Red Queen by Victoria Aveyard

Red Queen
↑ Reserve a copy ↑

I loved this quick read YA fantasy.  It reminded me of The Hunger Games series.  This fantasy world is divided into the Silvers and the Reds (based on the color of your blood).  The Silvers are the rulers with special powers, and the Reds are the slaves working day and night to ensure the comfort of Silvers.  The story centers on Mare Barrow, a Red, and this determines her identity.  She’s a thief from a large family, trying to survive in a cruel world.  Unexpectedly she is thrown into the royal palace as a servant.  But, in an instant, her life takes a new turn.  It is discovered that Mare bleeds Red, but  possesses a very distinct superpower — one that could overthrow the crown and the hierarchies of the Silvers and Reds.  Thus starts the battle for the power of the kingdom and for loyalties. . .  I just got the sequel to start reading, and I am looking forward to the adventure continuing.

The Murderer’s Daughter by Jonathan Kellerman

The Murderer's Daughter
↑ Reserve a copy ↑

This was my first time reading this author, and enjoyed him.  The book was advertised as a thriller, but basically it’s a psychological thriller.  The story follows the life of Dr. Grace Blades, a psychologist, who has a special gift for treating troubled souls, people who have experienced certain traumatic events.  Her own past is very dark, which makes her a fascinating character.   The novel switches from the  past to present day, explaining Grace’s troubled past, which ends up coming back to haunt her grownup life.  Her upbringing was very twisted, which was disturbing.  However, I enjoyed it seeing how she overcame it to become the successful woman she was.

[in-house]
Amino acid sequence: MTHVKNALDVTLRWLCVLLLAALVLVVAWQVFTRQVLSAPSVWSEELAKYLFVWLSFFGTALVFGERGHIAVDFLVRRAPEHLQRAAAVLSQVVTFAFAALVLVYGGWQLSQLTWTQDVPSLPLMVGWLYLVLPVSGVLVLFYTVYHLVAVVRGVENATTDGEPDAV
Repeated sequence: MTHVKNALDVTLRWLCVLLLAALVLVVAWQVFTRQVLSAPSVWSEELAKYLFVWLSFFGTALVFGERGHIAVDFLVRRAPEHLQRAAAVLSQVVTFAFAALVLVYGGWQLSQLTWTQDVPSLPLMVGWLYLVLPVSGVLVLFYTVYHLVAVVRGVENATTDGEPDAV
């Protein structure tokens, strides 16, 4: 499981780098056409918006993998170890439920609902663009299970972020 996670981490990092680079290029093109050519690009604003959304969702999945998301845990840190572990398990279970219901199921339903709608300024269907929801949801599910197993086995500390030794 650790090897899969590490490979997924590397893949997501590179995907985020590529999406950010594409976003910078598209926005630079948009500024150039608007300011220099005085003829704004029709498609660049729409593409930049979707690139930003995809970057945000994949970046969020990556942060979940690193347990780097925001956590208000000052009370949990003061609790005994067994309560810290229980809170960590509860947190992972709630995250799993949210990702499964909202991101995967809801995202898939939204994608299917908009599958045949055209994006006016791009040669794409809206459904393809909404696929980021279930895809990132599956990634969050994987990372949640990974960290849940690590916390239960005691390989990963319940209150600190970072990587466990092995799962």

The Language of Flowers by Vanessa Diffenbaugh

The Language of Flowers
↑ Reserve a copy ↑

I’ve always believed that giving flowers meant something.  However, until I read this book, which explains the meaning of flowers that originated in the Victorian era, I had no idea how they could be used to communicate feelings.  Do flowers speak to us in this way ?  I really don’t know, but it’s nice to think so, and the author has wrapped this language into a wonderful story.

The Language of Flowers tells the story of Victoria, a girl who has never known the security of a real family or home, having been tossed around between foster homes as a child.  Switching between Victoria as a child and then as a young adult, the novel tells the story of her haunted past and how she came to love and understand this language of flowers, which eventually finds her love and happiness.  An easy read that was touching.